I admit it. I read my horoscope almost every day.
There have been some that were absolutely dead on right for that particular day. There have been a few times when the daily encouraged me to do something (‘today is a good day to ask for a raise’) or sidestep drama (‘avoid unnecessary interaction with co-workers’).
One could argue that I could ask for a raise or avoid confrontation without the prompt in the daily, but it is the daily that focuses my attention on it. Like putting something in writing, it solidifies it in the mind, seeing it in print. Does it draw in energy from the universe and force something to occur that wouldn’t happen had I not paid attention? No; it just underlines something noteworthy for that moment. A reader takes what they want from any text. Reading a daily horoscope is simply pausing for a moment, thinking about a few small suggestions for daily living, and deciding how to get on with the day. It’s a micro-meditation with a prompt.
Today my horoscope reads, “It’s a perfect day to sit down and make a list of everything you do well. Consider this little exercise as a way of taking a personal inventory. But be completely honest and include those things about yourself you would like to improve as well. However, there is no reason to be extreme in your judgment about your shortcomings. You don’t need to make major changes now; instead play up your strengths rather than focusing on your liabilities.” So here we go. Let’s make that list.
Things I do well:
- Setting goals and seeing them through
- Identifying resources to solve problems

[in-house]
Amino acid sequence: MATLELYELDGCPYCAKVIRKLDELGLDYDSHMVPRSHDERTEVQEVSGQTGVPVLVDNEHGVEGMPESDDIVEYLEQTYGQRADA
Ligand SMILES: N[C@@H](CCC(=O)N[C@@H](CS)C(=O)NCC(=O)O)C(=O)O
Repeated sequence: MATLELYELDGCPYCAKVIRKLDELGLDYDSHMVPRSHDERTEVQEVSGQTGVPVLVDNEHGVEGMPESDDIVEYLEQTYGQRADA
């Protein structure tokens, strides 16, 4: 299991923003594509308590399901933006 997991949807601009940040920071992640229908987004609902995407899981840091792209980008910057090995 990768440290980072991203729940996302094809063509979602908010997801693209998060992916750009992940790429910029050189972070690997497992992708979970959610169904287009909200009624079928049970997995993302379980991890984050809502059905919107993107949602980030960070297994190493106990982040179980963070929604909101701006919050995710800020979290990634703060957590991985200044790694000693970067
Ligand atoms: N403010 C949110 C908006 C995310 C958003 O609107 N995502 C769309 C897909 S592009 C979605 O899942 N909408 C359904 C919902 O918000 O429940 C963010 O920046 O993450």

- Expediting processes
Things I’d like to improve:
- Actively responding to criticism (discussing the details)
- Work-life balance
- Tolerance for risk
I wrote out my list early and looked for evidence of impact from the exercise throughout the day. I could easily add a few items to either list above. Here is what I experienced:
- I noticed how much better I am now at listening to others. I am better at not checking-out and staying tuned-in on what they are saying. I am also better at not interrupting their conscious thought. I am more mindful of the type of responses I give (reflecting or personalizing).
- I drafted one email response to a group email and I felt exasperated explaining things, so I deleted the email and waited to see if someone else would respond, which they did, and I was glad I edited myself and waited because they handled it better than what I had written. I also wrote then deleted a tweet, deciding that I really had nothing of value to add so why add to the noise?
- Logging off when its time to log off is important. Wanting to tackle one or two more items before ending the day isn’t always a good thing. I shouldn’t bring my laptop to the kitchen to continue working while cooking dinner; it makes no sense. The human body and brain need time to rest. I opened wrong can of tomatoes for my sauce because I was distracted by the number crunching I was trying to accomplish. Dinner came out OK, but I felt dumb for having made the mistake and regretted not logging off and just winding down.